2008-07-09 05:06:05 GMT 2008-07-09 13:06:05 (Beijing Time) Xinhua English
WASHINGTON, July 8 (Xinhua) -- One day before his 3rd birthday on July 9, Tai Shan, as usual, lay down for a nap after feasting on bamboo, with his belly up and both legs hanging from down the rocks, oblivious to spectators' marveling on the other side of the window.
He probably has no idea just how much joy he has brought to visitors to the Washington National Zoo and also how much of a push he has given to the so-called U.S.- China "panda friendship" in the past three years.
But someone does.
"It has been a wonderful three years since his birth here in the national zoo," Lisa Stevens, a veteran curator of the National Zoo Giant Panda program, told Xinhua. "We call him a little rock star."
Tai Shan has been not only "quite a star," he is also one of the best goodwill ambassadors representing his species and hometown of China, Stevens said.
The cub was the first offspring of Mei Xiang and Tian Tian, the second pair of giant pandas the zoo received from China, who were both born in Wolong, Sichuan province.
According to Stevens, Tai Shan is "an excellent eater" who can take in about 18 to 20 kg of food everyday, but he is now still ina normal range of weight for his age, at 185 pounds (83.25 kilograms). Regular blood tests and other health checks also show he is in great health.
Just like a human child, he is still very playful, playing with his bear toys all the time, and very interested in the adults and always trying to find out what they are doing, she said.
Considering social interaction is very important for animals when they are growing up, it would be nice to find Tai Shan a companion, Stevens said, adding the only thing the zoo can do "is to make sure he could have enrichment from a lot of toys and interaction with adults and keepers, so he is not socially isolated."
Starting work on the Giant Panda program 21 years ago, Stevens has taken care of the first panda couples China presented to the U.S., Ling Ling and Qing Qing.
Apart from supervising Tai Shan's growing up, she is also expecting another baby panda to be born in the zoo.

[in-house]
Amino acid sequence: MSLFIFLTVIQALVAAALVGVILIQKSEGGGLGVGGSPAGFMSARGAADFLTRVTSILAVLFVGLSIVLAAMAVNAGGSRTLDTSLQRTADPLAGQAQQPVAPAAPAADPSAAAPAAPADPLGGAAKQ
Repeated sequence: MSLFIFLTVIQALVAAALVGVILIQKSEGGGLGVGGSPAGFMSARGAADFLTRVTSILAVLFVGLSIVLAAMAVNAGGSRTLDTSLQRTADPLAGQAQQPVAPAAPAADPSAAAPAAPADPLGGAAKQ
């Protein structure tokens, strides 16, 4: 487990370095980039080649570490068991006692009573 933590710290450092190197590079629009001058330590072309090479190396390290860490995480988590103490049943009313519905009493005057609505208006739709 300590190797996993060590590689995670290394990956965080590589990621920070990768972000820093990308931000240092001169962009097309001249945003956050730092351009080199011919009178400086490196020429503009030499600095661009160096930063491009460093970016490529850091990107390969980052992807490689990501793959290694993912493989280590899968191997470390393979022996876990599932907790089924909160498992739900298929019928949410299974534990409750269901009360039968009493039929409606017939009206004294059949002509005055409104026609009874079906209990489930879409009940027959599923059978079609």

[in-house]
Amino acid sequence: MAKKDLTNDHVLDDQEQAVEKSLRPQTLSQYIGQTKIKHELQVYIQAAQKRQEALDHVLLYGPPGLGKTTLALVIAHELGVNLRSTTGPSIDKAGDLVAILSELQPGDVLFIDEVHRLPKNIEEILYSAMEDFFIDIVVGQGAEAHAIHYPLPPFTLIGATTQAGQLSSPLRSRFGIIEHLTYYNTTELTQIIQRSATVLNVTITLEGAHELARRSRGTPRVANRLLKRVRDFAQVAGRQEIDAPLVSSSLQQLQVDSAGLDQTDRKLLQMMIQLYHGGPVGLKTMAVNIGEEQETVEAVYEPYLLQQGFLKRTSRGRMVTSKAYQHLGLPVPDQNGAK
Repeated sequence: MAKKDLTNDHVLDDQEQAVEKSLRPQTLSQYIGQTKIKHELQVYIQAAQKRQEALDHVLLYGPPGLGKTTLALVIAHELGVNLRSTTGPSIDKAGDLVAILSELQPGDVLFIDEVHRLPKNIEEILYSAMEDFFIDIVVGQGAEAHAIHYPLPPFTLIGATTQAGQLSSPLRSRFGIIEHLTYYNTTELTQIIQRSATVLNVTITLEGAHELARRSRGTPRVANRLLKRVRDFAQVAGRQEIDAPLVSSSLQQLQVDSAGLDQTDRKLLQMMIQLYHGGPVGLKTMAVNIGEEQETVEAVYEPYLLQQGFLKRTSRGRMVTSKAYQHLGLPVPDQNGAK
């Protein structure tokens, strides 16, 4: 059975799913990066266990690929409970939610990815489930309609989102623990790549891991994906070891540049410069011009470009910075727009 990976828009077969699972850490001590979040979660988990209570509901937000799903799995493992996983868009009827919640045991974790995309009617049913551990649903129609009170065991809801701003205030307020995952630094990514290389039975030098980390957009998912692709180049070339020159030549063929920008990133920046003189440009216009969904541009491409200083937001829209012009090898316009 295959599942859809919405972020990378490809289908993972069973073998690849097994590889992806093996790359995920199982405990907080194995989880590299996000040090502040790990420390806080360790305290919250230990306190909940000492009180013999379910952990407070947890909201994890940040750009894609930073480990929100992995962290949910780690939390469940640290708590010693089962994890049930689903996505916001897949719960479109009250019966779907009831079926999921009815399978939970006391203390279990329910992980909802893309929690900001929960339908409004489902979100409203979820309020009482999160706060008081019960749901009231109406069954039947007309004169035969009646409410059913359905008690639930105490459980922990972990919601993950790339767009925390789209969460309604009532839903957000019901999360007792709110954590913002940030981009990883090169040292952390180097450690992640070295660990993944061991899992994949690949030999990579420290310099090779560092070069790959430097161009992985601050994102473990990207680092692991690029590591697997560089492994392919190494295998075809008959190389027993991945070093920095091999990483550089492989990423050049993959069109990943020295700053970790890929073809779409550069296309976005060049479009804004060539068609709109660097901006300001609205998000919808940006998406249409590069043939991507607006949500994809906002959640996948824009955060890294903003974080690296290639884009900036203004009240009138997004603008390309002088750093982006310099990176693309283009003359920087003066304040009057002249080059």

According to a zoo news release, the results of a recent test on Mei Xiang led scientists to believe it would be mid-to late-July before she either gives birth to a cub or comes to the end of a false pregnancy, which is common in giant pandas.
"What is a mystery about pandas is that we cannot tell whether she is pregnant or not," she said. "We know her (Mei Xiang's) hormone profile is good, her face looks like she is pregnant, but the only way we can make sure is looking at ultra sound scans about two weeks before the cub comes out."
Stevens said that the program staff have geared up for the pregnancy watch that needs to collect information and data for 24 hours a day, instead of 10 hours every day at the moment.
"What is different here from the situation in China is that we depend on our volunteers," she said, adding there will be about 60people working on the pregnancy watch program in addition to more than 100 on the interpreter program.
"Tian Tian is the restless one, taking food quickly. Mei Xiang has a good deal of lying back. Tai Shan, like his dad, is very playful," said Jim Beard, a retired engineer who became a volunteer to watch pandas in Dec. 2000.
"As an observer, you have to watch them very intensely. Get to know them as old friends although we do not integrate with them," he said.
The arrival of pandas in the United States coincided with the beginning of normalization of U.S.- China diplomatic relations in 1972. Ling Ling and Xing Xing brought their charms and Chinese hospitality to the national zoo, where they were welcomed and visited by generations of Americans.
The news reports about their immigration to the U.S. and the self-made greeting cards children sent to them are still displayed in the panda museum of the zoo.
Currently, there are four pairs and four panda cubs in the U.S., living in the National Zoo, San Diego Zoo, Atlanta Zoo and Memphis Zoo.
Recently, a strong earthquake in Sichuan province, China, resulted in tens of thousands of casualties as well as the destruction of the panda reservation center in Wolong, not only straining Chinese nerves but also those of Americans.
Apart from the millions of U.S. dollars the U.S. government, the Red Cross and other groups has donated to Chinese earthquake victims, American panda lovers also reached out their hands to Chinese pandas.
The American Association of Zoos and Aquariums' Giant Panda Conservation Foundation coordinated several U.S. zoos in organizing relief fund-raising efforts, donating 165,000 U.S. dollars to the China Wildlife Conservation Association of the State Forestry Administration to help reconstruct nature reserves for the treasured Chinese animal.
"We saw very good examples in Wolong, Sichuan, where many staff members stayed with their pandas, caring for pandas through the catastrophic disaster," Stevens said.
Recalling her trip to Wolong last September, she said "it was very sad to see facilities destroyed," but she also believes "the incredible programs there" would be rebuilt and become even better.
Mabel Lam, the China program liaison officer of the national zoo, also said in an email to Xinhua that China has done a great job in rebuilding the lives of the earthquake victims and rescuing pandas as well as surveying the destroyed habitat to see what needs to be done to restore homes for pandas.